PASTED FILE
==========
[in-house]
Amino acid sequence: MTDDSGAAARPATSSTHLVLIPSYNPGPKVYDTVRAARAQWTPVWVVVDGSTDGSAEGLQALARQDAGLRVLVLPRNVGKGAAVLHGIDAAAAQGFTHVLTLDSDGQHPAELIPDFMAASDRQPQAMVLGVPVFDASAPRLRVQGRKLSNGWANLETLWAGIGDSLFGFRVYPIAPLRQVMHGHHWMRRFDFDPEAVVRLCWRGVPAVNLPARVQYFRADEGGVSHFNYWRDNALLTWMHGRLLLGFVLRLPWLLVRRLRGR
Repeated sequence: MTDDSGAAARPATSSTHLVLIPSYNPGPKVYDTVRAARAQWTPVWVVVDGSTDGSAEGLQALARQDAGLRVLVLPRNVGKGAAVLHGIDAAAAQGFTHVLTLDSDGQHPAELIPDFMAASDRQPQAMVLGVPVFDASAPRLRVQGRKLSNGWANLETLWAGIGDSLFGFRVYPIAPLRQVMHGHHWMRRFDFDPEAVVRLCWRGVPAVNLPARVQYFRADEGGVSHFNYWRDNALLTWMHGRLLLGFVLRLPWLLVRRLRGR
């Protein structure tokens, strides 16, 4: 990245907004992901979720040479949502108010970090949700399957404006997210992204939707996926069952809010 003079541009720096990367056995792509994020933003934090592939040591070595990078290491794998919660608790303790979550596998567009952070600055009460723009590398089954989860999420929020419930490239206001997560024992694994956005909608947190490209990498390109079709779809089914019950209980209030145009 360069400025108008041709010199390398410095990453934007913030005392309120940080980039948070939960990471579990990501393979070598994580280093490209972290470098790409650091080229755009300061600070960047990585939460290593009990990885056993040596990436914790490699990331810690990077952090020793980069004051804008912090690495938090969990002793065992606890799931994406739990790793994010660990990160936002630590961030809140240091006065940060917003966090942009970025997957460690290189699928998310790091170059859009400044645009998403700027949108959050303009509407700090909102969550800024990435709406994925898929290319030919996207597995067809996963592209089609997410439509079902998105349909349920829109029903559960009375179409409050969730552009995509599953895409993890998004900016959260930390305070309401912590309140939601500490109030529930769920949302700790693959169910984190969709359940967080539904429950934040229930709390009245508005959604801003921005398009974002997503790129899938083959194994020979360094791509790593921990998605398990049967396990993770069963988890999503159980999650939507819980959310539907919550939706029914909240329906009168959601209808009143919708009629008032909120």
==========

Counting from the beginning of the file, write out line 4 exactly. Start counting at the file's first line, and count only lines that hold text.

């Protein structure tokens, strides 16, 4: 990245907004992901979720040479949502108010970090949700399957404006997210992204939707996926069952809010 003079541009720096990367056995792509994020933003934090592939040591070595990078290491794998919660608790303790979550596998567009952070600055009460723009590398089954989860999420929020419930490239206001997560024992694994956005909608947190490209990498390109079709779809089914019950209980209030145009 360069400025108008041709010199390398410095990453934007913030005392309120940080980039948070939960990471579990990501393979070598994580280093490209972290470098790409650091080229755009300061600070960047990585939460290593009990990885056993040596990436914790490699990331810690990077952090020793980069004051804008912090690495938090969990002793065992606890799931994406739990790793994010660990990160936002630590961030809140240091006065940060917003966090942009970025997957460690290189699928998310790091170059859009400044645009998403700027949108959050303009509407700090909102969550800024990435709406994925898929290319030919996207597995067809996963592209089609997410439509079902998105349909349920829109029903559960009375179409409050969730552009995509599953895409993890998004900016959260930390305070309401912590309140939601500490109030529930769920949302700790693959169910984190969709359940967080539904429950934040229930709390009245508005959604801003921005398009974002997503790129899938083959194994020979360094791509790593921990998605398990049967396990993770069963988890999503159980999650939507819980959310539907919550939706029914909240329906009168959601209808009143919708009629008032909120």